Bacteria reproduce by the process of binary fission. In this process, the chromosome in the mother cell is replicated and a copy is allocated to each of the daughter cells. As a result, the two daughter cells are genetically identical. If the daughter cells are always identical to the mother, how are different strains of the same bacterial species created? The answer lies in certain events that change the bacterial chromosome and then these changes are passed on to future generations by binary fission. In this chapter, you will explore some of the events that result in heritable changes in the genome: genetic transfer and recombination, plasmids and transposons.
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- Genetic recombination refers to the exchange between two DNA molecules.
- It results in new combinations of genes on the chromosome.
- You are probably most familiar with the recombination event known as crossing over.
- In crossing over, two homologous chromosomes (chromosomes that contain the same sequence of genes but can have different alleles) break at corresponding points, switch fragments and rejoin.
- The result is two recombinant chromosomes.
- In bacteria, crossing over involves a chromosome segment entering the cell and aligning with its homologous segment on the bacterial chromosome.
- The two break at corresponding point, switch fragments and rejoin.
- The result, as before, is two recombinant chromosomes and the bacteria can be called a recombinant cell.
- The recombinant pieces left outside the chromosome will eventually be degraded or lost in cell division.
- But one question still remains...how did the chromosome segment get in to the cell?
- The answer is Genetic Transfer!
- Genetic transfer is the mechanism by which DNA is transferred from a donar to a recipient.
- Once donar DNA is inside the recipient, crossing over can occur.
- The result is a recombinant cell that has a genome different from either the donar or the recipient.
- In bacteria genetic transfer can happen three ways:
- Remember that a recombination event must occur after transfer in order that the change in the genome be heritable(passed on to the next generation).
- After death or cell lyses, some bacteria release their DNA into the environment.
- Other bacteria, generally of the same species, can come into contact with these fragments, take them up and incorporate them into their DNA by recombination.
- This method of transfer is the process of transformation.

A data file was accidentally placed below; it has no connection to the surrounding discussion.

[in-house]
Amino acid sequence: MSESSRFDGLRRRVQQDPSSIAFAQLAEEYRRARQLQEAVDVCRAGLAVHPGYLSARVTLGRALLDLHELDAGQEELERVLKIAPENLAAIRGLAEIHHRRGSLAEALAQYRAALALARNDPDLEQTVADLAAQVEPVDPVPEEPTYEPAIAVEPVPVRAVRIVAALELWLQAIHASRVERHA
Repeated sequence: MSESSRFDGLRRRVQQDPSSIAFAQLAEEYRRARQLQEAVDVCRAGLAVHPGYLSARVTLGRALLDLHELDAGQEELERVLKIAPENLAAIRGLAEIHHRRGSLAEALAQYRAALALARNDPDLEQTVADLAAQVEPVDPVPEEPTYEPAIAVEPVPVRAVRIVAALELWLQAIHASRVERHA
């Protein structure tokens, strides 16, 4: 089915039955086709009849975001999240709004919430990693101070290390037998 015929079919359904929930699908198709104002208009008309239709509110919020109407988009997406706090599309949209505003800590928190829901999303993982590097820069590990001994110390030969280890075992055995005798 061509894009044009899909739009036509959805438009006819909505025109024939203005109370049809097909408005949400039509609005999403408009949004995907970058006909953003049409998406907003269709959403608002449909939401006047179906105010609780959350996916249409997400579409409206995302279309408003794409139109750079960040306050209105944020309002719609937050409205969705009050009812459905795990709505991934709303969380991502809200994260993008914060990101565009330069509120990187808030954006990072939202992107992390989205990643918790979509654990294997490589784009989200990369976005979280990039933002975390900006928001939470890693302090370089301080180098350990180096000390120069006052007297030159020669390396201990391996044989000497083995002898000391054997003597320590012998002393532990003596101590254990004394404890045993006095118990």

- Any DNA that is not integrated into he chromosome will be degraded.
- The genetically transformed cell is called a recombinant cell because it has a different genetic makeup than the donar and the recipient.
- All of the descendants of the recombinant cell will be identical to it.
- In this way, recombination can give rise to genetic diversity in the population.
- The transformation process was first demonstrated in 1928 by Frederick Griffith.
- Griffith experimented on Streptococcus pneumoniae, a bacteria that causes pneumonia in mammals.
- When he examined colonies of the bacteria on petri plates, he could tell that there were two different strains.
- The colonies of one strain appeared smooth.
- Later analysis revealed that this strain has a polysaccharide capsule and is virulent, that it, it causes pneumonia.
- The colonies of the other strain appeared rough.
- This strain has no capsules and is avirulent.
- When Griffith injected living encapsulated cells into a mouse, the mouse died of pneumonia and the colonies of encapsulated cells were isolated from the blood of the mouse.
- When living nonencapsulated cells were injected into a mouse, the mouse remained healthy and the colonies of nonencapsulated cells were isolated from the blood of the mouse.
- Griffith then heat killed the encapsulated cells and injected them into a mouse.
- The mouse remained healthy and no colonies were isolated.
- The encapsulated cells lost the ability to cause the disease.
- However, a combination of heat-killed encapsulated cells and living nonencapsulated cells did cause pneumonia and colonies of living encapsulated cells were isolated from the mouse.
- How can a combination of these two strains cause pneumonia when either strand alone does not cause the disease?
- If you guessed the process of transformation you are right!
- The living nonencapsulated cells came into contact with DNA fragments of the dead capsulated cells.
- The genes that code for thr capsule entered some of the living cells and a crossing over event occurred.
- The recombinant cell now has the ability to form a capsule and cause pneumonia.
- All of the recombinant's offspring have the same ability.
- That is why the mouse developed pneumonia and died.
- Transposons (Transposable Genetic Elements) are pieces of DNA that can move from one location on the chromosome another, from plasmid to chromosome or vice versa or from one plasmid to another.
- The simplest transposon is an insertion sequence.
- An insertion sequence contains only one gene that codes frotransposase, the enzyme that catalyzes transposition.
- The transposase gene is flanked by two DNA sequences called inverted repeats because that two regions are upside-down and backward to each other.
- Transposase binds to these regions and cuts DNA to remove the gene.
- Yhe transposon can enter a number of locations.
- When it invades a gene it usually inactivates the gene by interrupting the coding sequence and the protein that the gene codes for.
- Luckil, transposition occurs rarely and is comparable to spontaneous mutation rates in bacteria.
- Complex transposons consist of one or more genes between two insertion sequences.
- The gene, coding for antibiotic resistance, for example, is carried along with the transposon as it inserts elsewhere.
- It could insert in a plasmid and be passed on to other bacteria by conjugation.